May 20: Sometimes, conventional wisdom should be questioned. In this case, it’s the conventional sequence of residential construction. Today, the drywall crew arrived to “hang the lid”—builder speak for installing ceiling drywall.
In my quest for a super air-tight house, I decided to eliminate all electrical and mechanical penetrations through the ceiling and to insulate it and drywall it before framing out interior partition walls. While it takes separate set-ups for each crew and some flexibility in scheduling the next phase, it does make the actual job easier and faster.
Drywall is relatively cheap and it’s common to add a few sheets in case of a miss-cut, but I wanted to reduce waste. I also wanted to try out a product called Insta-Back that eliminates the need to cut drywall back to the nearest truss. I came up with a plan that saved 4 sheets of drywall, reduced the number of seams to be taped, sped up installation, and left me with a manageable pile of scraps at the end.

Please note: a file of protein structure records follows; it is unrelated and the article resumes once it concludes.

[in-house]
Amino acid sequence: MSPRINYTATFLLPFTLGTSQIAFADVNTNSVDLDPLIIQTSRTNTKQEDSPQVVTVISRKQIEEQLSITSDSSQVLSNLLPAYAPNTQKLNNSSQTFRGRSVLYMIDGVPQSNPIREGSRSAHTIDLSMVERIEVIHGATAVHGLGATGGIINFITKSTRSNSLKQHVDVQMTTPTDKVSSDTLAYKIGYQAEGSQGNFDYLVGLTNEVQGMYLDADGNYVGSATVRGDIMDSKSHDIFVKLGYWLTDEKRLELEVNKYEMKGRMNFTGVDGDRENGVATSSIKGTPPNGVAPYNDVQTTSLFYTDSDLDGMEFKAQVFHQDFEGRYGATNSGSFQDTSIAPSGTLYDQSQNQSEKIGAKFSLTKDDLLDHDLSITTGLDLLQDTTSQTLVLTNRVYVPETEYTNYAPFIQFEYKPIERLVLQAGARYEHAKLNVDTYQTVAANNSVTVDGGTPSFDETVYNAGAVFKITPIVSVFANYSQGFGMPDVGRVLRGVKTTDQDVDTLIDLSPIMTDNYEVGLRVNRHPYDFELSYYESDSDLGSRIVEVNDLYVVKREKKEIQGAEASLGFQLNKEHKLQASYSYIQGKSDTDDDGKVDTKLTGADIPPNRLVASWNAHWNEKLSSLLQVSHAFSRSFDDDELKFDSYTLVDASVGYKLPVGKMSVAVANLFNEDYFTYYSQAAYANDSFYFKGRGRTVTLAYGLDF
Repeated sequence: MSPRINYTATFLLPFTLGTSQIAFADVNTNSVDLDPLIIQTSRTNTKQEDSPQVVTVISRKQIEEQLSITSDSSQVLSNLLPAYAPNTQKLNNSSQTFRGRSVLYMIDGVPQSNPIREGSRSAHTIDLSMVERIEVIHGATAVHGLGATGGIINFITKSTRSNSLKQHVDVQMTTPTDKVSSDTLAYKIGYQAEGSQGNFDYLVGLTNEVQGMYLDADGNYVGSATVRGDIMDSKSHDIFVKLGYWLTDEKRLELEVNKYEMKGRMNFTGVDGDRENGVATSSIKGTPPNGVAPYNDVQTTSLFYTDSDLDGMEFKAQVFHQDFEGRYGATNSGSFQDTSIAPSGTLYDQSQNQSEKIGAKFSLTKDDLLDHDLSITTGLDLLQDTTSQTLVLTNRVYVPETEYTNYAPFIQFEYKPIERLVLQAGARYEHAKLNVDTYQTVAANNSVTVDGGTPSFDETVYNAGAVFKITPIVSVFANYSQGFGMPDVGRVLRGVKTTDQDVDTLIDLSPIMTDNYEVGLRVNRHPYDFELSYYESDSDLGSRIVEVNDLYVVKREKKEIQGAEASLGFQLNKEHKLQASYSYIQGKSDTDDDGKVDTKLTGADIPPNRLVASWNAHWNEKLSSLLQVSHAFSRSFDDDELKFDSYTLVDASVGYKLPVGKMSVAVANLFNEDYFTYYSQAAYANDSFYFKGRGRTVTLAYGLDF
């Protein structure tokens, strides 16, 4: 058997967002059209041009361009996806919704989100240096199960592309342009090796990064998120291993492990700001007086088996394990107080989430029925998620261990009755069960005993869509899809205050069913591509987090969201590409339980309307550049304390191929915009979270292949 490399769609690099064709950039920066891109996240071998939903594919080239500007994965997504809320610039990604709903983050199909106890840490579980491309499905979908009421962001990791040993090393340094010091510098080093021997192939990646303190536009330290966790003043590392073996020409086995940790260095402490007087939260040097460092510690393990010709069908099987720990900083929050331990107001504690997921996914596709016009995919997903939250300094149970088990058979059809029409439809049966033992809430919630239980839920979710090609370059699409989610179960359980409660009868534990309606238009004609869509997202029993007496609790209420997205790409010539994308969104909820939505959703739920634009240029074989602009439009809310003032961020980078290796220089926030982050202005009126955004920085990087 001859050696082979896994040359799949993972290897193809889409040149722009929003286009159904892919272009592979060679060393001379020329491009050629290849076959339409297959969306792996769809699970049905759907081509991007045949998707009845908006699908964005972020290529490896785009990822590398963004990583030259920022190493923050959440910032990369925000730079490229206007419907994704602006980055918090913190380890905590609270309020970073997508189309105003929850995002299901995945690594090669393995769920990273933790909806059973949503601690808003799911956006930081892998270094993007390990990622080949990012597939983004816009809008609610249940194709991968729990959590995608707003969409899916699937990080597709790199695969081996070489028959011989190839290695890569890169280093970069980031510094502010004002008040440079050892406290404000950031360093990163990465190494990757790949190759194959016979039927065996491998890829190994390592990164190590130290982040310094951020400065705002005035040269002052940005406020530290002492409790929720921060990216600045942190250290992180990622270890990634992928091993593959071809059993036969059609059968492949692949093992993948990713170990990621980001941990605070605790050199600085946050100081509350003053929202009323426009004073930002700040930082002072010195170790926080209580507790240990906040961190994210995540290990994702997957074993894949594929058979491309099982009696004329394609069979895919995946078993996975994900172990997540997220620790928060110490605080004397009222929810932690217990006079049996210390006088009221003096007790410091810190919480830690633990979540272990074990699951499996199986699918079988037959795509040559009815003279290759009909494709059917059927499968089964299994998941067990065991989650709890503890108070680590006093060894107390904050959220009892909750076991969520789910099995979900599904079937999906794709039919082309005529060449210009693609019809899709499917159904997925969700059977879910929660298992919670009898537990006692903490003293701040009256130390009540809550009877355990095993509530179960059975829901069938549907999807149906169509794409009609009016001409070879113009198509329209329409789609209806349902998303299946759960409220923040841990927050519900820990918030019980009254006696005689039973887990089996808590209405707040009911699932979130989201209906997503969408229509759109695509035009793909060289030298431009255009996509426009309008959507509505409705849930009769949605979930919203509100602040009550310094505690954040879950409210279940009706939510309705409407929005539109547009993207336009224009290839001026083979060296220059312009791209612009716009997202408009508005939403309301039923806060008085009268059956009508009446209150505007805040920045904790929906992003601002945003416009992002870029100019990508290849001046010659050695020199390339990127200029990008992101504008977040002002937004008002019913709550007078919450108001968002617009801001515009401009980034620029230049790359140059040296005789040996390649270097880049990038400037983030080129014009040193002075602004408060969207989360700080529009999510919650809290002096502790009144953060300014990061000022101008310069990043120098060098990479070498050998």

My plan called for cut sheets at the perimeter only and full size sheets in the field, run past their truss supports. All lengthwise seams are factory. Butt seams are joined by Prest-on’s “Insta-Back” drywall clips that promised a “bump-free” joint with a 1-2 degree taper, similar to a factory joint.
Adam Esch of Esch Drywall appreciated the wide open space to roll his scaffold and did a great job. But I could tell he wasn’t too impressed with the clips. Later, I went back through with a level and determined that of 20 butt seams, only 2 had the requisite taper, while most simply held their own by laying flat. I’ll have 3 or 4 bad joints to deal with. At this point, I’m not sure if the problem can be blamed on the Insta-Backs, or the adjacent trusses. For the walls, I may try another product.
I chose 5/8” thick USG’s “EcoSmart” panels for their long list of green credentials and green certifications. The upcharge was under $20. The panels are significantly lighter and use less water in the manufacturing process. The ingredients are so benign, I tossed scraps at the edge of my lot to decay into the soil.
We left a 12” gap down the center of the ceiling at the request of the insulator. He’ll use the gap to snake his hose into the truss cavities. Later, we’ll fill the gap with 1/2” thick drywall for a smooth connection to the factory seams. Here’s hoping drywall mudding and taping will go well, because I’ll be tackling it by myself!